But experts are quick to caution that these traits don't necessarily mean that someone will turn violent--and that some employees who do don't match any of the characteristics described. They say there simply are no hard-and-fast guidelines for identifying workers about to go off the deep end and resort to violence.

That's why, according to Ann Sprague, chief of labor and employee relations and workforce performance at the Office of Personnel Management, coworkers are critical in helping identify troubled employees before they turn violent.

In a Department notice issued in 1996, the Director General of the Foreign Service and director of Personnel outlined State's policy that violence and threatening behavior in the workplace won't be tolerated--and asked employees to help enforce the policy.

He encouraged them to take steps to reduce stress in their offices and in their private lives, taking advantage of counseling and referral services available through the Department. The Employee Consultation Service, the employee assistance program sponsored by the Office of Medical Services, provides confidential counseling at
no charge.

The Department notice also urged employees to encourage troubled coworkers to seek help or to refer the matter to a supervisor.

But how do you recognize a troubled employee? They often exhibit unusual or erratic behavior, tend to miss a lot of workdays and show changes in their personality, work relationships or productivity, according to Ms. Sprague.

Anne Weiss, director of State's Employee Consultation Service and a clinical psychiatric social worker, receives reports of problems or potential problems and works with the employee and the appropriate executive office to determine the best course of action. Other key players in the program are the Bureau of Diplomatic Security, which addresses a case from a security standpoint, and the Office of Employee Relations, which provides conflict management training through the Alternative Dispute Resolution Program as well as focusing on the disciplinary aspects of a case.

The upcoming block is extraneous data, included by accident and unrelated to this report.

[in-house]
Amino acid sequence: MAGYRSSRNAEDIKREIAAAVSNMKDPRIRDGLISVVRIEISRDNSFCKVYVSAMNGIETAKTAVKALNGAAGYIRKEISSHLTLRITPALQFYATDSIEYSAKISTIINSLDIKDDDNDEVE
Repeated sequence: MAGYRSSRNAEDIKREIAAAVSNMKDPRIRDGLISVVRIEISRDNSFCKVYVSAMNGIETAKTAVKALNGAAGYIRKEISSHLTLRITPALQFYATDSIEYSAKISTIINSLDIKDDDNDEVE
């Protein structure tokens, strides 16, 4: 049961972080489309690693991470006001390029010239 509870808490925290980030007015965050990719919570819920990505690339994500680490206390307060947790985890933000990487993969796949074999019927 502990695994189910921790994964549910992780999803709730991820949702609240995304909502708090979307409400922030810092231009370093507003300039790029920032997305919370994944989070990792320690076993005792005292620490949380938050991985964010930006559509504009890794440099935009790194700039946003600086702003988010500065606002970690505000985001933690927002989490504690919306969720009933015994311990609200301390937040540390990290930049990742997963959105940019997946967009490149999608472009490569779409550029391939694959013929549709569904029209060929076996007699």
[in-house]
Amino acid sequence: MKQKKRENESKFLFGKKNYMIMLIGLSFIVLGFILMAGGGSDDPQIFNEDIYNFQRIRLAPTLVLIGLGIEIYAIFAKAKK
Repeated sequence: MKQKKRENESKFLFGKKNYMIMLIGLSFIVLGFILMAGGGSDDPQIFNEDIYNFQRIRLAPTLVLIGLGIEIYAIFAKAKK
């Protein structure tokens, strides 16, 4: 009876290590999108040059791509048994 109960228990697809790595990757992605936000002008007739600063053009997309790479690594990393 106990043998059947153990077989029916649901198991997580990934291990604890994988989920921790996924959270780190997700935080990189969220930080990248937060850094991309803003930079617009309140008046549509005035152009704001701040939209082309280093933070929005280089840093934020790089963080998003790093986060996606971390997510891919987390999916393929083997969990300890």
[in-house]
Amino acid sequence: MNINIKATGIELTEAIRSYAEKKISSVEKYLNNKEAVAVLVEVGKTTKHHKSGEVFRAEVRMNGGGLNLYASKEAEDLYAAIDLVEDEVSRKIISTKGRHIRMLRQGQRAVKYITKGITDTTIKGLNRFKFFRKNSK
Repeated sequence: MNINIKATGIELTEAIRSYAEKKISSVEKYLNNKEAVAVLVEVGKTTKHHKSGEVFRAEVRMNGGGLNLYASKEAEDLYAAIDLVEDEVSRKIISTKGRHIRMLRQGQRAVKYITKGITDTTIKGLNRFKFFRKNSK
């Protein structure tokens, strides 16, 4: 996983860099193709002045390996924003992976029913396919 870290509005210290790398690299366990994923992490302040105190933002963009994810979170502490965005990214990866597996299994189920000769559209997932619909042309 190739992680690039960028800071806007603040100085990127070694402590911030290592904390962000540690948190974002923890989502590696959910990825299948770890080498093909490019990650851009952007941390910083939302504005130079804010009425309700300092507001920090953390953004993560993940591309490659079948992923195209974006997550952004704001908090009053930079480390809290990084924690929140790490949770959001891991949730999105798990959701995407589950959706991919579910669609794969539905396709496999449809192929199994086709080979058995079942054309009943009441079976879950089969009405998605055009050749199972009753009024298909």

These offices are working together to establish an inter-bureau team to respond to incidents of workplace violence. Having a team in place will make it easier for the players to mobilize and work together if an incident should occur.

Behavioral psychologists agree that ignoring the workplace "bully" is the worst possible thing a supervisor can do. Morale and productivity in the office tend to drop, and more seriously, the problem often escalates.

"When you ignore unacceptable behavior, you reinforce that behavior for the next time," said Ms. Sprague. "You send a clear signal that the employee is free to repeat the behavior and will suffer no adverse consequences."

She said the best way for supervisors to diffuse potentially violent situations is to confront relatively minor infractions as soon as they occur to make it clear that such behavior is unacceptable and will not be tolerated.

And while acknowledging that no office can completely prevent or eliminate workplace violence, Ms. Sprague said it's far less likely when employees understand that violent behavior won't be tolerated and their agency provides an effective response to incidents. The result, experts say, is a workplace where employees are safer, more secure and often more productive.

Preventing Workplace Violence

  • Do whatever you can to nurture a supportive, harmonious environment at work.
  • Insist that all employees routinely report suspicious individuals or activities.
  • Deal with allegations of harassment or employee conflict early on, before they escalate.
  • Take all threats and hate comments seriously.